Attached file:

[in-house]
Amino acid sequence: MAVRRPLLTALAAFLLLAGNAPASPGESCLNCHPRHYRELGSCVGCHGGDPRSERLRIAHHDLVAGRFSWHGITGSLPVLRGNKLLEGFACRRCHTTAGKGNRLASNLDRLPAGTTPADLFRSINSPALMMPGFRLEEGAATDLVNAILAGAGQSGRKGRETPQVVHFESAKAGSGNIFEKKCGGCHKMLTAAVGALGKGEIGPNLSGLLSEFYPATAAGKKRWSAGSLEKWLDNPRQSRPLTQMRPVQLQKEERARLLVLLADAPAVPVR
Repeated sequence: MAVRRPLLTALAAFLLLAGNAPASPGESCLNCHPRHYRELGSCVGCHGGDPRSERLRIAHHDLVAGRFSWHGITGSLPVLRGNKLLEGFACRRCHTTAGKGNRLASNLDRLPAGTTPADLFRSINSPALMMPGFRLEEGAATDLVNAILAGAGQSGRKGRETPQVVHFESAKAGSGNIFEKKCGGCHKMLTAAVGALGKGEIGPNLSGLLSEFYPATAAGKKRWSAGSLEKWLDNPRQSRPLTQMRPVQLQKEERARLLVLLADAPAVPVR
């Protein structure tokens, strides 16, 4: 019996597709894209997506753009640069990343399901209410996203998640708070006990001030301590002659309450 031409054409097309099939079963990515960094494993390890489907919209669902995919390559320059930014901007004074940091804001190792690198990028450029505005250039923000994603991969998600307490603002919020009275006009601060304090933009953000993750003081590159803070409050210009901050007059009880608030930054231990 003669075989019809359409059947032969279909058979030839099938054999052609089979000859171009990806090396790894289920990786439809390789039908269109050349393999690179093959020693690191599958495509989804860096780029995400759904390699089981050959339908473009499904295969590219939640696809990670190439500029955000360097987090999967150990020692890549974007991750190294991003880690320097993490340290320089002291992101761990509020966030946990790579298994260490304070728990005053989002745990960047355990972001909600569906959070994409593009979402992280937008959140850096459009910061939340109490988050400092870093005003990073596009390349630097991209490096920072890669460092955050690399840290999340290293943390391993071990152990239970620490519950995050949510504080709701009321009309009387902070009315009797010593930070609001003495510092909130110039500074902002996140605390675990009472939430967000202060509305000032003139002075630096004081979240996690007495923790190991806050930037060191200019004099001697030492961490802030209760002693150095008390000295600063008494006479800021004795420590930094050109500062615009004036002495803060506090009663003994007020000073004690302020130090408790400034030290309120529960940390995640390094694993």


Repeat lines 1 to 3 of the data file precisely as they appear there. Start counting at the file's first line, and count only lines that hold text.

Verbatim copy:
[in-house]
Amino acid sequence: MAVRRPLLTALAAFLLLAGNAPASPGESCLNCHPRHYRELGSCVGCHGGDPRSERLRIAHHDLVAGRFSWHGITGSLPVLRGNKLLEGFACRRCHTTAGKGNRLASNLDRLPAGTTPADLFRSINSPALMMPGFRLEEGAATDLVNAILAGAGQSGRKGRETPQVVHFESAKAGSGNIFEKKCGGCHKMLTAAVGALGKGEIGPNLSGLLSEFYPATAAGKKRWSAGSLEKWLDNPRQSRPLTQMRPVQLQKEERARLLVLLADAPAVPVR
Repeated sequence: MAVRRPLLTALAAFLLLAGNAPASPGESCLNCHPRHYRELGSCVGCHGGDPRSERLRIAHHDLVAGRFSWHGITGSLPVLRGNKLLEGFACRRCHTTAGKGNRLASNLDRLPAGTTPADLFRSINSPALMMPGFRLEEGAATDLVNAILAGAGQSGRKGRETPQVVHFESAKAGSGNIFEKKCGGCHKMLTAAVGALGKGEIGPNLSGLLSEFYPATAAGKKRWSAGSLEKWLDNPRQSRPLTQMRPVQLQKEERARLLVLLADAPAVPVR